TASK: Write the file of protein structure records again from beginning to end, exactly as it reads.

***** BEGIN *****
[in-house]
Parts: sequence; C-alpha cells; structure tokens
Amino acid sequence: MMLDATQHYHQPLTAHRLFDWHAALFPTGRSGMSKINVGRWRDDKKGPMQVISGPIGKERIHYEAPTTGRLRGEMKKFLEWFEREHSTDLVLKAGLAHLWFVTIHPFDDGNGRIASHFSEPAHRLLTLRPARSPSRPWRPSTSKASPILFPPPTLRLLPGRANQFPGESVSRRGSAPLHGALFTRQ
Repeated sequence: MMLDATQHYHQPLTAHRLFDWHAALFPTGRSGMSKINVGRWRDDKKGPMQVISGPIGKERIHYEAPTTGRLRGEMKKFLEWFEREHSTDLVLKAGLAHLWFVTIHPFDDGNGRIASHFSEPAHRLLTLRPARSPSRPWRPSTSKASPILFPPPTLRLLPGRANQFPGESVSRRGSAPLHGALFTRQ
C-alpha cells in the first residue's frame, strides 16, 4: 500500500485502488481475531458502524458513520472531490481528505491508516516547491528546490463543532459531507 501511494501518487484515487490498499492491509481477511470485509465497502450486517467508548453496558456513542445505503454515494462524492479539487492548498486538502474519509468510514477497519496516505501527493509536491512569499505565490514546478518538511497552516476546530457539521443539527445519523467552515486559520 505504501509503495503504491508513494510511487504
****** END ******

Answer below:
[in-house]
Parts: sequence; C-alpha cells; structure tokens
Amino acid sequence: MMLDATQHYHQPLTAHRLFDWHAALFPTGRSGMSKINVGRWRDDKKGPMQVISGPIGKERIHYEAPTTGRLRGEMKKFLEWFEREHSTDLVLKAGLAHLWFVTIHPFDDGNGRIASHFSEPAHRLLTLRPARSPSRPWRPSTSKASPILFPPPTLRLLPGRANQFPGESVSRRGSAPLHGALFTRQ
Repeated sequence: MMLDATQHYHQPLTAHRLFDWHAALFPTGRSGMSKINVGRWRDDKKGPMQVISGPIGKERIHYEAPTTGRLRGEMKKFLEWFEREHSTDLVLKAGLAHLWFVTIHPFDDGNGRIASHFSEPAHRLLTLRPARSPSRPWRPSTSKASPILFPPPTLRLLPGRANQFPGESVSRRGSAPLHGALFTRQ
C-alpha cells in the first residue's frame, strides 16, 4: 500500500485502488481475531458502524458513520472531490481528505491508516516547491528546490463543532459531507 501511494501518487484515487490498499492491509481477511470485509465497502450486517467508548453496558456513542445505503454515494462524492479539487492548498486538502474519509468510514477497519496516505501527493509536491512569499505565490514546478518538511497552516476546530457539521443539527445519523467552515486559520 505504501509503495503504491508513494510511487504